When I bought my ’67 VW squareback it was from a VW dealer who wanted nothing to do with it and I spotted it hiding in the back. The heads were popping so they sold to me as junk in 1978. I drove it home, and installed a rebuilt engine. Since I had to go through an inspection, I made sure that everything worked well. Except it had reverse lights and I had no idea how they were engaged or even where the wiring went. So I removed them. This left holes in the bumper. I was at college in engineering and I had a shop class, so I welded a couple of Ts and bolted them in the holes. If the reverse lights are not there, they can’t be inspected! I passed. I still have the squareback and still haven’t installed the reverse lights. Since ’67 was the first year for reverse lights, it would not be out of character for the inspector to not find them during a transition.

Space
Space
1 month ago

Awesome article, my only complaint is we need more. More details and more authors buying more salvage cars.

Is Travis
Is Travis
1 month ago

So this is just part one of at least two right?

Vic Vinegar
Vic Vinegar
1 month ago

As another one of the many who is now perusing CoPart, who buys some of these?

$12k for this 911 GT2 that is completely stripped. No drivetrain, no interior, no doors/hood/trunk. What do you even do with it?

Jj
Jj
1 month ago
Reply to  Vic Vinegar

You transfer the VIN to the stolen 911 GT2 you’ve been hiding in a storage container.

Shooting Brake
Shooting Brake
1 month ago

Dang it now I’m looking at Caymans on copart…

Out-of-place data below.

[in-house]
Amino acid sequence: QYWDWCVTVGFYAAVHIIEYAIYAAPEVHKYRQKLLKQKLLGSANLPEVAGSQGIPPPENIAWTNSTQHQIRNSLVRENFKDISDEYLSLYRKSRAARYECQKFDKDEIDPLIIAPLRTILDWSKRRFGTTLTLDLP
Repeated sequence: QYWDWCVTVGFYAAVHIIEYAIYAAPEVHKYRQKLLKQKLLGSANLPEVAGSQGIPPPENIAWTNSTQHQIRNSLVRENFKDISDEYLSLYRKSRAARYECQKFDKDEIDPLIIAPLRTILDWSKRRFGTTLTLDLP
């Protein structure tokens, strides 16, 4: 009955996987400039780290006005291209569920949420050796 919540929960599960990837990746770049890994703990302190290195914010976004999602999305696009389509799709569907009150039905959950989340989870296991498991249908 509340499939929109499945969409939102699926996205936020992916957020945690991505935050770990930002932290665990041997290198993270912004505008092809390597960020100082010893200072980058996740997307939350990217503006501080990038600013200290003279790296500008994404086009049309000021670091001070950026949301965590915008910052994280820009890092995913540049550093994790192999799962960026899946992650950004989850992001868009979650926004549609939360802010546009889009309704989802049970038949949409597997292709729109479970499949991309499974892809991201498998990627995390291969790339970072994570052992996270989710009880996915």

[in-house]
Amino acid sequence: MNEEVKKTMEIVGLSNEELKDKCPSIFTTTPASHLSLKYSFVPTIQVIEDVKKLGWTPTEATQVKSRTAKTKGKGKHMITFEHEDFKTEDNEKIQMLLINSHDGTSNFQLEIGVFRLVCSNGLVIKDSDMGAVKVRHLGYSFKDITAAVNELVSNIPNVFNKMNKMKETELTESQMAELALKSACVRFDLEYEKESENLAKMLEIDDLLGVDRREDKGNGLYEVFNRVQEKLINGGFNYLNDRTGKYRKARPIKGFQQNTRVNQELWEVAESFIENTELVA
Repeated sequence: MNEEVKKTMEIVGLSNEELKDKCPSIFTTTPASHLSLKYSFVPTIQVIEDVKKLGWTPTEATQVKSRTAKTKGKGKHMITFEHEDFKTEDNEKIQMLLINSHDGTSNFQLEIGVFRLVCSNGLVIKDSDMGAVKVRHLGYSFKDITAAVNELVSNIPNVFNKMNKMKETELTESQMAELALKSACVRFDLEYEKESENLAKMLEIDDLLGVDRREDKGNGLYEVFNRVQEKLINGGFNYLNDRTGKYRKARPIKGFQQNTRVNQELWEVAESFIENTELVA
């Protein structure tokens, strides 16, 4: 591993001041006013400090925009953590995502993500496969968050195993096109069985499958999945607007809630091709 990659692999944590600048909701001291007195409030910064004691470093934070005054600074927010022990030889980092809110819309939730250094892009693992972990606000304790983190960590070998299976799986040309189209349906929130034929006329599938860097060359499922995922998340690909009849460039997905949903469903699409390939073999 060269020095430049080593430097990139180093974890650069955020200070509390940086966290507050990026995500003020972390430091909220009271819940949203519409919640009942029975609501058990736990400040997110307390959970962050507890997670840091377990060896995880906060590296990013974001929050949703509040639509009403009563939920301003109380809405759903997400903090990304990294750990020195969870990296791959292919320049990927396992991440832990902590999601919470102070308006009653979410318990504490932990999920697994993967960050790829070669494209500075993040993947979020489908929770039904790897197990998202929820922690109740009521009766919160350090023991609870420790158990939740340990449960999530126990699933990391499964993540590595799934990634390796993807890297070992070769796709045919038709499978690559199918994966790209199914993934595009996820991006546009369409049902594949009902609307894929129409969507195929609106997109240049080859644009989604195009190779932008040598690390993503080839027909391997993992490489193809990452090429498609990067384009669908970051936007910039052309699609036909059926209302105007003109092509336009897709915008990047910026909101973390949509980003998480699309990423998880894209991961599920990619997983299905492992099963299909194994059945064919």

KennyB
KennyB
1 month ago

I’m curious what the fixes were, and what your costs/hours you put into it were, and how does that compare to just finding a good used example of the same car without the hoops to jump through?

Doug Kingham
Doug Kingham
1 month ago
Reply to  KennyB

I was about to post the same thing. That would have been a good addition to the article.

KennyB
KennyB
1 month ago
Reply to  Doug Kingham

A brief search revealed that if he spent under $10,000 of time/money after he was done he probably saved himself a bunch. Even at 22 years old with 150,000 miles or more these look to be over that amount of an asking price.

KennyB
KennyB
1 month ago
Reply to  Peter Nelson

Sounds like a nice deal for sure!

Tad Rivenbark
Tad Rivenbark
1 month ago
Reply to  KennyB

The prices have finally started creeping up after having been low and stagnant for a loooong time. I dont plan on ever selling mine but it’s good to see the added value if needed.

Dan Manwich
Dan Manwich
1 month ago
Reply to  KennyB

I’m curious about that but I am also more than a little curious about how it came to be jumped by a Bentley.

Urban Runabout
Urban Runabout
1 month ago
Reply to  Dan Manwich

Bentley = Press Loaner

Scoutdude
Scoutdude
1 month ago
Reply to  KennyB

I’m curious as to the fees, particularly the shipping portion since that certainly will be different based on the distance it is shipped, whether it lot drives, rolls, or doesn’t roll at all.